Learn everything about Domaine Allary Haut Brion Graves, Pessac Leognan, Bordeaux wine producer profile, wine tasting notes, and wine and food pairings. Learn about the best vintages, the history of the property, vineyards, winemaking, and wine tasting reviews. If you want to read about other important, Bordeaux Chateaux: Links to all Bordeaux Wine Producer Profiles
Domaine Allary Haut Brion History, Overview
The Touraille family bought the small parcel of vines for what would become La Passion Haut Brion in 1918. In the early days of the estate, the wine was bottled and sold as Haut Brion La Passion.
The first of two lawsuits over the name forced the estate to change the name of the wine to La Passion Haut Brion to avoid confusion in the marketplace. Eventually, the Touraille family passed down the vineyard to the Allary family.
Following World War 2, in 1948, the Allary family made an arrangement with the owners of Haut Brion to allow Haut Brion the right to produce wine from the vines belonging to the Allarys. In return, the Allary family received 1.350 liters of Chateau Haut Brion. This was later adjusted to one and a half barrels of wine, which is close to 36 cases of Bordeaux wine.
From 1954 to 1978, the wine was produced under the name of La Passion Haut Brion. What some people did not realize was from 1954 to 1978, the wine labeled La Passion Haut Brion was the exact same wine as either Haut Brion or Bahans Haut Brion.
The only difference between the wines was the label. To understand this, you only need to recognize that it would not be possible for a large, First Growth estate making thousands of cases of wine per year to produce a few hundred cases of a separate, unique wine.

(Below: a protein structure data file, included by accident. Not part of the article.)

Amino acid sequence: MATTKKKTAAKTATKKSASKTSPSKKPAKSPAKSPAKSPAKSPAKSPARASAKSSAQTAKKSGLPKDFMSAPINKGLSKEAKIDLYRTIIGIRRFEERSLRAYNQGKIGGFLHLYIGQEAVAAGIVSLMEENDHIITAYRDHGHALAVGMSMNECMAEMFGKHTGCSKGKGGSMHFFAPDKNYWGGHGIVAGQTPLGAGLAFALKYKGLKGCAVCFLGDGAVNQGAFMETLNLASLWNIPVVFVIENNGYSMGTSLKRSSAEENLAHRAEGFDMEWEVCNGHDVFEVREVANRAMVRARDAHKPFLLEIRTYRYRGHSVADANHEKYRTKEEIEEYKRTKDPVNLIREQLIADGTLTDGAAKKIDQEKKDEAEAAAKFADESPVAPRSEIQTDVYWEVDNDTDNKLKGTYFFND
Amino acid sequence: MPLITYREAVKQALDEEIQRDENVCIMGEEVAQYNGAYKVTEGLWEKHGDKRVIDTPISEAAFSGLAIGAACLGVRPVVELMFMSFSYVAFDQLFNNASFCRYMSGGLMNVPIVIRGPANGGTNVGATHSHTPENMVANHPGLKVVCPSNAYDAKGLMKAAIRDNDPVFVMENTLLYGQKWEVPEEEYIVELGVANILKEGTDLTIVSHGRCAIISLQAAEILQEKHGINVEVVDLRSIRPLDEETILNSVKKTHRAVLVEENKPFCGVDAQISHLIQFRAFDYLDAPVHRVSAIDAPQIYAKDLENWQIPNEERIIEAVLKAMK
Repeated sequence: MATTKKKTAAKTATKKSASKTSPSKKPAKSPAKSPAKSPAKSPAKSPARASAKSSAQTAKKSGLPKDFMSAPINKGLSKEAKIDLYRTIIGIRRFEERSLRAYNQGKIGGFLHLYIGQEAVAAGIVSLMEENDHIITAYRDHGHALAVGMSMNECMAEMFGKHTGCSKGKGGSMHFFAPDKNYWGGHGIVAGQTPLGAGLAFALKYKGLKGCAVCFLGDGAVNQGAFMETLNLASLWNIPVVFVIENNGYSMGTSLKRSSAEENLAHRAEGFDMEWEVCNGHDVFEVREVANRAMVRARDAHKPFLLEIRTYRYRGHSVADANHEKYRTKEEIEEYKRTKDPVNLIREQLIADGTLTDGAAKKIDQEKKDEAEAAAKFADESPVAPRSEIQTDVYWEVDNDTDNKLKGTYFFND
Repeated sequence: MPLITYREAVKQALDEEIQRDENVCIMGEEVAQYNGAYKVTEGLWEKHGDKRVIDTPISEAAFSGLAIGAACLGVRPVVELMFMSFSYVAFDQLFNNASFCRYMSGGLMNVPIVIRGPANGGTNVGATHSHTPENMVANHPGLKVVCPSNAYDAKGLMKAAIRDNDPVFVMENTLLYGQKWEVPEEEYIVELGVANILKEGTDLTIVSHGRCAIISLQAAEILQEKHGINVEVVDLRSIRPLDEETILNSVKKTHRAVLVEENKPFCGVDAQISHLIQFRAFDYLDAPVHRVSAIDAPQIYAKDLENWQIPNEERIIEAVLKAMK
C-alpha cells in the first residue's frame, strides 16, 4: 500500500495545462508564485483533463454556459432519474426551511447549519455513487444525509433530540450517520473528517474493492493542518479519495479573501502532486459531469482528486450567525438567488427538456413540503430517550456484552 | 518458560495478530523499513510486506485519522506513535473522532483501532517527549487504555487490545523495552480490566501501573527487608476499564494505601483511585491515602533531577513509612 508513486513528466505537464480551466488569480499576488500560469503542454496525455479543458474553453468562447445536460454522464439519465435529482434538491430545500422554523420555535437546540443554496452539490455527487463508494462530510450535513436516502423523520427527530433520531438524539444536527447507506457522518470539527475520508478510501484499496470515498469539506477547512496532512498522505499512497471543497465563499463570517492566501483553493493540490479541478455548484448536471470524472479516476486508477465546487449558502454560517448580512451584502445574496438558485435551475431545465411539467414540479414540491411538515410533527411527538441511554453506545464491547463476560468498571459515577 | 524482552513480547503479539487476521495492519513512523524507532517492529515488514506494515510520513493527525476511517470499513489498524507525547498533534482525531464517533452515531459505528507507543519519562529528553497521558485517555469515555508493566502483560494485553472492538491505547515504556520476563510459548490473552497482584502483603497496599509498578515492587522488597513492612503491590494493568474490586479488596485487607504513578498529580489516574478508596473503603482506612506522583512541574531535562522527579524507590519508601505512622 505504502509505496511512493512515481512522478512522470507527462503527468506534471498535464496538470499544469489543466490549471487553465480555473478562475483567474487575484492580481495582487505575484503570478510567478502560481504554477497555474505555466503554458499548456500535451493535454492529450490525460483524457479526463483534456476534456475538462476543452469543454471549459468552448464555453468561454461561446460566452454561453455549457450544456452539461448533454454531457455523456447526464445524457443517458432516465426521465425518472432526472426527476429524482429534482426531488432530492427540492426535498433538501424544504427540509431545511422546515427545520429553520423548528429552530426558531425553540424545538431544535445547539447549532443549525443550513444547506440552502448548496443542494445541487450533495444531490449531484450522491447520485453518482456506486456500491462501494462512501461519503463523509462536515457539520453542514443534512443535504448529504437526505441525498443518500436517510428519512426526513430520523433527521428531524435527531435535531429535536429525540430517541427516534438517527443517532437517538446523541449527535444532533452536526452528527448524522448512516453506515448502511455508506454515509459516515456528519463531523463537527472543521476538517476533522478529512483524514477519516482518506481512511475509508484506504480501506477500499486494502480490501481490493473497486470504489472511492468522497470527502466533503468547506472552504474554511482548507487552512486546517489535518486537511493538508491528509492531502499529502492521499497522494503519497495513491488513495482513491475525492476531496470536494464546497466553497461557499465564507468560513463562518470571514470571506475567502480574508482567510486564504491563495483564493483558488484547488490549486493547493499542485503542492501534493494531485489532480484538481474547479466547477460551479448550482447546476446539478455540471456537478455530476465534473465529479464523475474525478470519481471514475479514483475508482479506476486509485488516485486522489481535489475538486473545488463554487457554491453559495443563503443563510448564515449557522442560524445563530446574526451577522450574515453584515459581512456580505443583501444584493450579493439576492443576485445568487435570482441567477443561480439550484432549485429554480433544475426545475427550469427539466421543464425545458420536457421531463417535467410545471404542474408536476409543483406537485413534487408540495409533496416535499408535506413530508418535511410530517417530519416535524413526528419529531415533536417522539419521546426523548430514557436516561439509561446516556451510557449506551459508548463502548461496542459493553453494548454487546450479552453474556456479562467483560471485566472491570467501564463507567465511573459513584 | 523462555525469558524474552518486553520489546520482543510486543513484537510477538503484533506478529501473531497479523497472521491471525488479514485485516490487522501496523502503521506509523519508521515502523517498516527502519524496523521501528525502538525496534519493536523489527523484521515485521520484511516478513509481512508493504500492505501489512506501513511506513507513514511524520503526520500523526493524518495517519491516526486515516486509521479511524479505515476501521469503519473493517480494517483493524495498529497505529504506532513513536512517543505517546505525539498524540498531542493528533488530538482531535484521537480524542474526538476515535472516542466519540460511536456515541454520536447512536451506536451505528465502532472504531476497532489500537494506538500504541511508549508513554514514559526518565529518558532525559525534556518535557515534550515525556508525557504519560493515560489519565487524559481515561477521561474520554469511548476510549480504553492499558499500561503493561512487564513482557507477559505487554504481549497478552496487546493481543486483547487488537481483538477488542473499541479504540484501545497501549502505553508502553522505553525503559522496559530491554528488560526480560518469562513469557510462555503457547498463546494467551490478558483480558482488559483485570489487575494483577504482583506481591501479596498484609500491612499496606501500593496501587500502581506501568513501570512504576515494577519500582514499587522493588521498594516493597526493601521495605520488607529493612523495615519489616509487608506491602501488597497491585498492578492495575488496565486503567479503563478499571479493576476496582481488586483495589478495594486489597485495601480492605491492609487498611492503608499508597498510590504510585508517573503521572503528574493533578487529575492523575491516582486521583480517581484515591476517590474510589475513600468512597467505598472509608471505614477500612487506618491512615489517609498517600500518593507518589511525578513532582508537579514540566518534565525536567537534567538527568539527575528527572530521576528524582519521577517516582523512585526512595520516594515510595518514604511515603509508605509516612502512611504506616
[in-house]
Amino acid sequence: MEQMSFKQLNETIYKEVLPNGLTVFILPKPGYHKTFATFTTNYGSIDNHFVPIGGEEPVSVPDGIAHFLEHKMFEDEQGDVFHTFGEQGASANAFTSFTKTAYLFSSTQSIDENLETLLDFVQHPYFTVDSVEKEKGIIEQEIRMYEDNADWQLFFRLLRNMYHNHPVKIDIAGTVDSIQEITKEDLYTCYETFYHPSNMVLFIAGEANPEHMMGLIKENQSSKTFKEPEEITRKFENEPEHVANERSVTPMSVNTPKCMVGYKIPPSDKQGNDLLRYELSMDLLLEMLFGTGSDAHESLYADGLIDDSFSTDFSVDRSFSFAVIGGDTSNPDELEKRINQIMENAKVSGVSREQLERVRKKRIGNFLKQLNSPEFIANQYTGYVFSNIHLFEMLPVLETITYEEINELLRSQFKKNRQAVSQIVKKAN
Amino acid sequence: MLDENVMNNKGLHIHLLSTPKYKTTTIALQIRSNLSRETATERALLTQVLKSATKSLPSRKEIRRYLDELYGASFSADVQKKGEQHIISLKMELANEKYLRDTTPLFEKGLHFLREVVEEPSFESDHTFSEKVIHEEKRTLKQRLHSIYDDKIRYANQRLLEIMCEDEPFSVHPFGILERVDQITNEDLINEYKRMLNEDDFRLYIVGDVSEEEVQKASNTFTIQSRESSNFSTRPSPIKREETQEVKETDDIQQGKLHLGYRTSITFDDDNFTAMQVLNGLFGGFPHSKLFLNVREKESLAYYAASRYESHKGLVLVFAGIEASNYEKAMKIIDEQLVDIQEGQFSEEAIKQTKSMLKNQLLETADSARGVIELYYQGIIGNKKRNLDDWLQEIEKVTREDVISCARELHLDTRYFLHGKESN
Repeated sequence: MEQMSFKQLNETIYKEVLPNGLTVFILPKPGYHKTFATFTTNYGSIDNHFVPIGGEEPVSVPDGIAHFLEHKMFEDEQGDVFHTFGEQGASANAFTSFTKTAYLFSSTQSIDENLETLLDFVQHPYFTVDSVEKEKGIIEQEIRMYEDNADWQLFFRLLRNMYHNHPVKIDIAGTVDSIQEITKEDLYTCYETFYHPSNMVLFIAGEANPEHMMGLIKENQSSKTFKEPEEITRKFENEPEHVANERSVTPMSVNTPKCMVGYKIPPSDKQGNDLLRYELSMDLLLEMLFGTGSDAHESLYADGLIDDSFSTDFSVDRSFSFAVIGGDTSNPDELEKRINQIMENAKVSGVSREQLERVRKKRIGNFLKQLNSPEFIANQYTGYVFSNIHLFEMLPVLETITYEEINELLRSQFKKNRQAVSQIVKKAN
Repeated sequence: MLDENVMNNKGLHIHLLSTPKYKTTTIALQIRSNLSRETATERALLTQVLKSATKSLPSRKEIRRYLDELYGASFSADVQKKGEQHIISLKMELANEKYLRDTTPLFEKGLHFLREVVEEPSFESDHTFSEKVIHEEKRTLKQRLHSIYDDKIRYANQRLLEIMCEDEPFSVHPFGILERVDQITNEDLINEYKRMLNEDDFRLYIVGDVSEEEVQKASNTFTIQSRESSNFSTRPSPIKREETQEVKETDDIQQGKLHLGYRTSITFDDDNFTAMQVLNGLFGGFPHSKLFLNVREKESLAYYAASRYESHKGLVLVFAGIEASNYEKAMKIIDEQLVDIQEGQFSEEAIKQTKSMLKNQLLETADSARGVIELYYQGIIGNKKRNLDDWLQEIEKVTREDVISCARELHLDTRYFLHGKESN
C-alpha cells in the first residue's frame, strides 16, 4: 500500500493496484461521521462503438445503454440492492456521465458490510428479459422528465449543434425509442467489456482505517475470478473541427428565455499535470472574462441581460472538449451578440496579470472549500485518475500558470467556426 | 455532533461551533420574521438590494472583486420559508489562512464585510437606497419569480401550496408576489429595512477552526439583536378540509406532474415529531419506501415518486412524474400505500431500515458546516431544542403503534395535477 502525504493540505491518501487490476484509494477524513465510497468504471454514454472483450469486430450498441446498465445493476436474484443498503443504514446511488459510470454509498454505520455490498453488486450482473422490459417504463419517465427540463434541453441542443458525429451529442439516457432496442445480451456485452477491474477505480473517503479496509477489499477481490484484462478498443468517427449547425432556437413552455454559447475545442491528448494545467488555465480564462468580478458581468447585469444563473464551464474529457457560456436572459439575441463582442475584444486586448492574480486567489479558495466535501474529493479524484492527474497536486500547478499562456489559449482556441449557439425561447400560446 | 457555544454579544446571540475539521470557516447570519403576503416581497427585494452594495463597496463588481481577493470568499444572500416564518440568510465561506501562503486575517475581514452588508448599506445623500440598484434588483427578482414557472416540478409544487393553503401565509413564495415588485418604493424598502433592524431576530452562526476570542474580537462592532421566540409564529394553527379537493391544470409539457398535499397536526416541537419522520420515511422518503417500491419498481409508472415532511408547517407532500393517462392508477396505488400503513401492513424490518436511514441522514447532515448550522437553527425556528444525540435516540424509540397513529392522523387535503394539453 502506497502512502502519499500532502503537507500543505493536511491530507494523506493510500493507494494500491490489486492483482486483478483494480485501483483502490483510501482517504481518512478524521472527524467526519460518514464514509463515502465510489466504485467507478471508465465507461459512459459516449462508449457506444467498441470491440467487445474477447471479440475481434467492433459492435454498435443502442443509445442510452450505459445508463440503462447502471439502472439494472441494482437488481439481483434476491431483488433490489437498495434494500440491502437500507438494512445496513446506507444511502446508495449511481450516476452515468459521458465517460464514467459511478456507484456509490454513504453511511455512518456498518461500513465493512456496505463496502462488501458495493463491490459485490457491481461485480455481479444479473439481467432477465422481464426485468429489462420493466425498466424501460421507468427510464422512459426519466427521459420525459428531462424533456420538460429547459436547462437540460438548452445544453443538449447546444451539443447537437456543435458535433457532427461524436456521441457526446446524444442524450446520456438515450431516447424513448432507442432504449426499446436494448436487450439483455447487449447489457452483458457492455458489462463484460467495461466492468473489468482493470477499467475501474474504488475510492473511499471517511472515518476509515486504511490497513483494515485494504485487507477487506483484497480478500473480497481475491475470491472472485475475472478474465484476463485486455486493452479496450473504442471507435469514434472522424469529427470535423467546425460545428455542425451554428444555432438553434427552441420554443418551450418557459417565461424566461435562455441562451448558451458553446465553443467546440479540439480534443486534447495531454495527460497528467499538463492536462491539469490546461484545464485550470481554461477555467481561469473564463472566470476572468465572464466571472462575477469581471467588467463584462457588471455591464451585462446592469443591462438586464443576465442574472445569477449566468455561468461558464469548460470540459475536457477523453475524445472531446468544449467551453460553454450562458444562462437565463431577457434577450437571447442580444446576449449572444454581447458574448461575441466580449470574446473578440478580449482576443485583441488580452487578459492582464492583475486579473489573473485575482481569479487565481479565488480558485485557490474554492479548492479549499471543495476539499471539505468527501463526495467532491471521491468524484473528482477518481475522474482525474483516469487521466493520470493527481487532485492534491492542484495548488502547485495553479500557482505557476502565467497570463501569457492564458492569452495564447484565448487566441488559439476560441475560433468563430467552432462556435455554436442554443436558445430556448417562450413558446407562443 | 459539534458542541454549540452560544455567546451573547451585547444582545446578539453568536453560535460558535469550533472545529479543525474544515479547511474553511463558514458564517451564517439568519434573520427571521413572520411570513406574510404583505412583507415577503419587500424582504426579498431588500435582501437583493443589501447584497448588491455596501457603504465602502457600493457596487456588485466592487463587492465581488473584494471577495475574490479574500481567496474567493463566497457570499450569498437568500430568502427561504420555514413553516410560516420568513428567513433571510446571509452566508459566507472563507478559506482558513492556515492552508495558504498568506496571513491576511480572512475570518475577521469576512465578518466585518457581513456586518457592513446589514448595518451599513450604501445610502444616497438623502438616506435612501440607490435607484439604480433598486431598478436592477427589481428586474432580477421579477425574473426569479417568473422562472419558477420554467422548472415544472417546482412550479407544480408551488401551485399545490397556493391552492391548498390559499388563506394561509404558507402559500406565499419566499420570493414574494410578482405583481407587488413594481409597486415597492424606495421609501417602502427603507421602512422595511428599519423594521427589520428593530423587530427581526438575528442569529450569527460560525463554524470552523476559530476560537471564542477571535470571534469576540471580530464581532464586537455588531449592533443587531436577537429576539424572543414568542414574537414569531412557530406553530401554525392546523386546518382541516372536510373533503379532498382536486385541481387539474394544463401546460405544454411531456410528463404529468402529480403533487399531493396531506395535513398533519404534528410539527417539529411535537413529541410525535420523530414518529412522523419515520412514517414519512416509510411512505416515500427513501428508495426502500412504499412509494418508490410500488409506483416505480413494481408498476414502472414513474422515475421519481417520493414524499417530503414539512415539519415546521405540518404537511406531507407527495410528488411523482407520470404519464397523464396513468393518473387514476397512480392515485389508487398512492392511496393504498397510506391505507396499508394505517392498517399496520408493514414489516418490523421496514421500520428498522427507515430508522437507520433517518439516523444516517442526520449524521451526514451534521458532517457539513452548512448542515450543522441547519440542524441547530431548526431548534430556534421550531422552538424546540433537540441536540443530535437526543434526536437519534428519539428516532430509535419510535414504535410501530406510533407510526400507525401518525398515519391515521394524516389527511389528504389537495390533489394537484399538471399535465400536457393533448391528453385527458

Due to a change in the EU laws that expressly forbid the making of different wines being made in the same facilities, if they were owned by different entities, the wine of La Passion Haut Brion from that point forward was blended into the Second Wine of Haut Brion, Bahans Haut Brion.
In turn, the Allary family was paid rent in bottles of Haut Brion for the use of their vines which amounted to about 40 cases per year. From 1979 until 2007, the fruit from La Passion Haut Brion continued to be placed into Bahans Haut Brion.
At this point in time, a lawsuit was filed, which produced a court order in 2006. That verdict awarded the Allary family the return of their 1.3-hectare parcel of vines. At the time, close to 9,000 vines were owned by the Allary family. Many of those vines were planted in 1982.
A non-commercial harvest took place in 2007. In 2008, the owner tried bringing back the original brand name of the Pessac Leognan estate. However, he was ordered to cease and desist from using the name La Passion Haut Brion by the courts. The wine is now labeled and sold under a new name, Allary Haut Brion. Allary is the original family owner’s last name.